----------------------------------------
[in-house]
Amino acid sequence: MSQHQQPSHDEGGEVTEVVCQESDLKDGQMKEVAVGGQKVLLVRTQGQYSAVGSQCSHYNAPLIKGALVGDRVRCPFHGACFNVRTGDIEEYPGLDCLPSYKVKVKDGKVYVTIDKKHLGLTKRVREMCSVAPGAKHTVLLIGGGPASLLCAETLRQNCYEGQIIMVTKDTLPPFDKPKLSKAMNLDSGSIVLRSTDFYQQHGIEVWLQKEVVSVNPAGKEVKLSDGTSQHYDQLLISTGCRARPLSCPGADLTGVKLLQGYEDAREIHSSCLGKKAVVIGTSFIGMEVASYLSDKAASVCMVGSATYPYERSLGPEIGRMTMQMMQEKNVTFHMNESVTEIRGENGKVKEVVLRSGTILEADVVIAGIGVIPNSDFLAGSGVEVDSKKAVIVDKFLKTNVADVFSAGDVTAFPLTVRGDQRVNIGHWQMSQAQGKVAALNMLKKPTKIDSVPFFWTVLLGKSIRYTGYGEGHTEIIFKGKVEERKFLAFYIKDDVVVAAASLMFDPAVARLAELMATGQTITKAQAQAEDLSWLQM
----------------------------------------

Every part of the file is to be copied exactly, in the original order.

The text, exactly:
[in-house]
Amino acid sequence: MSQHQQPSHDEGGEVTEVVCQESDLKDGQMKEVAVGGQKVLLVRTQGQYSAVGSQCSHYNAPLIKGALVGDRVRCPFHGACFNVRTGDIEEYPGLDCLPSYKVKVKDGKVYVTIDKKHLGLTKRVREMCSVAPGAKHTVLLIGGGPASLLCAETLRQNCYEGQIIMVTKDTLPPFDKPKLSKAMNLDSGSIVLRSTDFYQQHGIEVWLQKEVVSVNPAGKEVKLSDGTSQHYDQLLISTGCRARPLSCPGADLTGVKLLQGYEDAREIHSSCLGKKAVVIGTSFIGMEVASYLSDKAASVCMVGSATYPYERSLGPEIGRMTMQMMQEKNVTFHMNESVTEIRGENGKVKEVVLRSGTILEADVVIAGIGVIPNSDFLAGSGVEVDSKKAVIVDKFLKTNVADVFSAGDVTAFPLTVRGDQRVNIGHWQMSQAQGKVAALNMLKKPTKIDSVPFFWTVLLGKSIRYTGYGEGHTEIIFKGKVEERKFLAFYIKDDVVVAAASLMFDPAVARLAELMATGQTITKAQAQAEDLSWLQM